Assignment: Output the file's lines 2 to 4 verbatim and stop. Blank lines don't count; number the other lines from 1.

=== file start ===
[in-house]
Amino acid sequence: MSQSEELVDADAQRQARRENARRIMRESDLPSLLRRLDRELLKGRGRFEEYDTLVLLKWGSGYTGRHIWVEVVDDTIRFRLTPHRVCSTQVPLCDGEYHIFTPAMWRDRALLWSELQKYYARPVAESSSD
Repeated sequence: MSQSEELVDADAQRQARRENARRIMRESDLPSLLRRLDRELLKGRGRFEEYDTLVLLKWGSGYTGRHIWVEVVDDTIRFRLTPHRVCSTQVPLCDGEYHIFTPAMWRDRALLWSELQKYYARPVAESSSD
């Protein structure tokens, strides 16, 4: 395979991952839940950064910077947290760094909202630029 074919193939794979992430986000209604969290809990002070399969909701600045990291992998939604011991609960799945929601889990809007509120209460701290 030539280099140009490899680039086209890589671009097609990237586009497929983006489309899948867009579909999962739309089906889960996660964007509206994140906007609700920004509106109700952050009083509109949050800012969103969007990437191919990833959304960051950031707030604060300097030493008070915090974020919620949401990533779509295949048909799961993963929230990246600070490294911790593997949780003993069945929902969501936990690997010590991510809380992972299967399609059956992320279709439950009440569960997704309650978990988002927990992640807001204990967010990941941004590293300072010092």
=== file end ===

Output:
Amino acid sequence: MSQSEELVDADAQRQARRENARRIMRESDLPSLLRRLDRELLKGRGRFEEYDTLVLLKWGSGYTGRHIWVEVVDDTIRFRLTPHRVCSTQVPLCDGEYHIFTPAMWRDRALLWSELQKYYARPVAESSSD
Repeated sequence: MSQSEELVDADAQRQARRENARRIMRESDLPSLLRRLDRELLKGRGRFEEYDTLVLLKWGSGYTGRHIWVEVVDDTIRFRLTPHRVCSTQVPLCDGEYHIFTPAMWRDRALLWSELQKYYARPVAESSSD
């Protein structure tokens, strides 16, 4: 395979991952839940950064910077947290760094909202630029 074919193939794979992430986000209604969290809990002070399969909701600045990291992998939604011991609960799945929601889990809007509120209460701290 030539280099140009490899680039086209890589671009097609990237586009497929983006489309899948867009579909999962739309089906889960996660964007509206994140906007609700920004509106109700952050009083509109949050800012969103969007990437191919990833959304960051950031707030604060300097030493008070915090974020919620949401990533779509295949048909799961993963929230990246600070490294911790593997949780003993069945929902969501936990690997010590991510809380992972299967399609059956992320279709439950009440569960997704309650978990988002927990992640807001204990967010990941941004590293300072010092």